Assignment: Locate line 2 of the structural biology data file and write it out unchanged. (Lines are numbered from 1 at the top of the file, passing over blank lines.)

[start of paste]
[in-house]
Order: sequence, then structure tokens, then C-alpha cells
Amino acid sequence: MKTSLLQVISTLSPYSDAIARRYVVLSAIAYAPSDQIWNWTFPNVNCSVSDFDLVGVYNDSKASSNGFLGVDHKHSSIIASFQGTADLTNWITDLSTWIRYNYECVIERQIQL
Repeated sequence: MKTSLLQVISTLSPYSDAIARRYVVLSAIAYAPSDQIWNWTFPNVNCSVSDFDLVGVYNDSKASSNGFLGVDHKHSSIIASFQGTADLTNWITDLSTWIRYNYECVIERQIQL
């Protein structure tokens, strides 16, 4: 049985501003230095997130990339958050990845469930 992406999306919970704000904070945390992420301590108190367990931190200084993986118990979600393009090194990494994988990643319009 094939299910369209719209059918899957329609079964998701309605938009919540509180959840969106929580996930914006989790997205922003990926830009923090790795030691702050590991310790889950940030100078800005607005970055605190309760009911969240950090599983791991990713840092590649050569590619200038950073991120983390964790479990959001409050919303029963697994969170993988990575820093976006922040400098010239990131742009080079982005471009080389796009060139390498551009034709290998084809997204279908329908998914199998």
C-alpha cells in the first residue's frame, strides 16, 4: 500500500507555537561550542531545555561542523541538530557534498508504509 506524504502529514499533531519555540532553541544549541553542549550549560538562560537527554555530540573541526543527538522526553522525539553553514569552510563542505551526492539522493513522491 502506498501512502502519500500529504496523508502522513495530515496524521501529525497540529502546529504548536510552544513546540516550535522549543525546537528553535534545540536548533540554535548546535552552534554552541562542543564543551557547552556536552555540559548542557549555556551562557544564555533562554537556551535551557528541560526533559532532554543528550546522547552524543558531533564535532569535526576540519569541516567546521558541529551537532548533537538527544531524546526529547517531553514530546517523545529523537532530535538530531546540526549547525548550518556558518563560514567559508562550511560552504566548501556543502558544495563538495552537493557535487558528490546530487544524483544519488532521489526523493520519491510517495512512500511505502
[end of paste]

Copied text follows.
Order: sequence, then structure tokens, then C-alpha cells